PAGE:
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It is impossible to keep drugs out of a free society like America, and the
nation's public policy must change to reflect that reality, said Rep. Barney
Frank '61 (D-Mass.) yesterday during a speech at the ARCO Forum.

Frank assailed the war on drugs, condemning the practice of mandatory
minimum sentencing.

"I think America's drug policy is the single most mistaken public policy we
have in America," he said. "The cure is indisputably worse than the

He termed America's efforts to combat drug use and trade wasteful, intrusive
and damaging to individuals and communities. He attacked conservatives for
continuing the fight while abandoning programs like welfare for their

Frank also attacked the "harsh" penalties associated with the "victimless
crime" of drug use and the "corrosive effect" on law enforcement, which,
without a victim's assistance, often must resort to more intrusive measures.

According to Frank, immigrants convicted of low-level drug offenses face
deportation, while seizure laws allow the police to take property of those
suspected of being involved in drug transactions.

He said mandatory minimum sentencing has chilled the ability of judges to
use their discretion to fashion appropriate, individually-sensitive

Frank also attacked the system of drug-enforcement as racially-biased,
saying that the mandatory minimum guidelines had stiffer sentences for drugs
often, according to Frank, used by minorities.

According to Frank, the illegality of medical marijuana use in many states
represents an "extraordinary" imposition on the doctor's prerogative to
prescribe appropriate medicine.

In the second part of his lecture, Frank proposed a series of possible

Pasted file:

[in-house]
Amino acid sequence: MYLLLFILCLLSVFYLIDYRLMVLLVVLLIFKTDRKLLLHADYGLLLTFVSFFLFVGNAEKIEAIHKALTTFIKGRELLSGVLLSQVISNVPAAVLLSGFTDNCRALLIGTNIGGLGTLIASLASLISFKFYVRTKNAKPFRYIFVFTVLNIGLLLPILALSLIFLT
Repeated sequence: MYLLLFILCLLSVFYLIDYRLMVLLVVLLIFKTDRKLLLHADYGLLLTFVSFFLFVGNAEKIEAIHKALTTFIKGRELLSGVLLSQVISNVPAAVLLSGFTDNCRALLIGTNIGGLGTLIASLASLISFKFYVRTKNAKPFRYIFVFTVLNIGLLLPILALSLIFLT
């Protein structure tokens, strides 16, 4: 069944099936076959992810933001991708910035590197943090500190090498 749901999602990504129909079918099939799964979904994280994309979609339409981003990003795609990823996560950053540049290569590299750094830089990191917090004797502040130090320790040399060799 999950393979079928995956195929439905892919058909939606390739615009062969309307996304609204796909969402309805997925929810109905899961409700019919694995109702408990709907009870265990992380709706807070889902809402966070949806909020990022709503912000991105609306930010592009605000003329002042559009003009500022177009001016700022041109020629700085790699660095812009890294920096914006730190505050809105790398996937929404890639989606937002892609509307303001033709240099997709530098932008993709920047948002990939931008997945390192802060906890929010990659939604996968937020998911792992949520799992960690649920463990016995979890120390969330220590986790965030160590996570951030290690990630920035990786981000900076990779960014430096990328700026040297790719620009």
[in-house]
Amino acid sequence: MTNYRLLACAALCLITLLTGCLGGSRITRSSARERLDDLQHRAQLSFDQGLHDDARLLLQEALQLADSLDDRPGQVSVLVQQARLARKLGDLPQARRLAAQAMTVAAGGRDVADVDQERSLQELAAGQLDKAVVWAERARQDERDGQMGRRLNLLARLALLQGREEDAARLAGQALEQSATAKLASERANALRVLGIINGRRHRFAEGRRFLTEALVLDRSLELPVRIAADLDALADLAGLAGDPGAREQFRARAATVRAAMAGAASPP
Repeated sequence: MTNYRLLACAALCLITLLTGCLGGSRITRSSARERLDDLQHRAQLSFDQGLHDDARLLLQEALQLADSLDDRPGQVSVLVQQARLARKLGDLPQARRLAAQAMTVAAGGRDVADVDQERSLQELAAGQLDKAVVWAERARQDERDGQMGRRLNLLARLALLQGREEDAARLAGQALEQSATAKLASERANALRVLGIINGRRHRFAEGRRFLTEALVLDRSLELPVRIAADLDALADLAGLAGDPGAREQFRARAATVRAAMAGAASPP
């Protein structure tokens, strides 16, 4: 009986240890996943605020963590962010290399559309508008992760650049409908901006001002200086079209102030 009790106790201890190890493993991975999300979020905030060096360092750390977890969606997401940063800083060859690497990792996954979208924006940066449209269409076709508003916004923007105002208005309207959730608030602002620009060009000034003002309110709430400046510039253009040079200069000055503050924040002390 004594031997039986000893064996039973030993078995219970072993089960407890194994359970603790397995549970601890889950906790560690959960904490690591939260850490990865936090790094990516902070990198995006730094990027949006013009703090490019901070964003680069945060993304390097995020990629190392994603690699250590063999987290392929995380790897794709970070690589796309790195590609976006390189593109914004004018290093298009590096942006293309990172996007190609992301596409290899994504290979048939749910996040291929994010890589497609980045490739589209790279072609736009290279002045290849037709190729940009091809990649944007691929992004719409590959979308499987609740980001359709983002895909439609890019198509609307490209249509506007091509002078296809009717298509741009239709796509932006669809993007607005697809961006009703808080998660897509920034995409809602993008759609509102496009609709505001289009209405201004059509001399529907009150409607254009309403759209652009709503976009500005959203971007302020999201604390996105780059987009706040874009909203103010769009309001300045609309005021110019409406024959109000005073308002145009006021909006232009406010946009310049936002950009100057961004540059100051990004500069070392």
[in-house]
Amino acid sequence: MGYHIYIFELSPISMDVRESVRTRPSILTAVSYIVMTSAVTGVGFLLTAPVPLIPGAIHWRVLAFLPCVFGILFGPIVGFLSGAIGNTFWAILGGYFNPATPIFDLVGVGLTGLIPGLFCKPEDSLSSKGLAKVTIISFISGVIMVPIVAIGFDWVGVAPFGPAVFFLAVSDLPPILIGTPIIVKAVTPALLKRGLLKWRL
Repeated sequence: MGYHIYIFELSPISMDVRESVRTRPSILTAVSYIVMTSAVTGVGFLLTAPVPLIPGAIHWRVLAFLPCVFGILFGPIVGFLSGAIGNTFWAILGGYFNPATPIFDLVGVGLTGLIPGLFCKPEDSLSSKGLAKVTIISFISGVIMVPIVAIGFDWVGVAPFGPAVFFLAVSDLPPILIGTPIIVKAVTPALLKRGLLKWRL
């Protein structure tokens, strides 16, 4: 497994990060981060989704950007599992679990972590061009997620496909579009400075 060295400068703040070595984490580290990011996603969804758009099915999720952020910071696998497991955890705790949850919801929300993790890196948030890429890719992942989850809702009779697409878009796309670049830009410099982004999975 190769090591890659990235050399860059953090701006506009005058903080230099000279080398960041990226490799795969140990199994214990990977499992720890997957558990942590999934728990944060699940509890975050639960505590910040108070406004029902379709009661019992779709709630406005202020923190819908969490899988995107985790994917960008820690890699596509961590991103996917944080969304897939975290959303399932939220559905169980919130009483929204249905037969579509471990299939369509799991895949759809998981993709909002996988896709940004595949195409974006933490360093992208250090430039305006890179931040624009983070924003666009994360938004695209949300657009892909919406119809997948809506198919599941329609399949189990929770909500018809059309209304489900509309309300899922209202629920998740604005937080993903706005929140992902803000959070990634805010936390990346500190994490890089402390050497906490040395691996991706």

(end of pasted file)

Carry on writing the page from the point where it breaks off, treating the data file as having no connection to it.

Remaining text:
solutions, including ending jail terms for use or small scale transactions
of marijuana, legalizing medical marijuana, making the interdiction of drugs
a lower priority for police and ending mandatory minimum sentences.

He said the ideal solution would be to end the war on drugs and use the
money to create a drug treatment entitlement. But he did not come out in
favor of unrestricted legalization, fearing the possibility that an abrupt
legalization could further destabilize inner city communities.

Frank became the first openly gay U. S. representative when he announced his
homosexuality in 1987. A 20-year veteran of the U.S. House of
Representatives, he has been a fixture in Boston and Massachusetts politics
since 1967.

Frank was introduced by Weld Professor of Law Charles R. Nesson '60, the
director of the Berkman Center for Internet and Society, who termed him a
"voice of reason" on issues including military spending, Israel and gay

The event, organized by Dorothy S. Zinberg of the Kennedy School of
Government honored her husband, Dr. Norman E. Zinberg, a pioneering
researcher in the area of addiction and a founder of Harvard Medical
School's Division on Addictions.

Dr. Howard Shaffer of the Division on Addictions, who delivered a brief
dedication to Zinberg, termed Frank an "outspoken, honest and intellectually
gifted politician."
Distributed without profit to those who have expressed a prior interest in
receiving the included information for research and educational purposes.
MAP posted-by: Don Beck

Newshawk: Cannabis News - marijuana, hemp, and cannabis news
Pubdate: Wed, 13 Dec 2000
Source: Harvard Crimson (MA)
Copyright: 2000, The Harvard Crimson, Inc.
Contact: letters@thecrimson.com
Feedback: http://www.thecrimson.harvard.edu/internal/letters.asp
Website: The Harvard Crimson
Forum: http://www.thecrimson.harvard.edu/forum/
Author: Ross A. MacDonald, Contributing Writer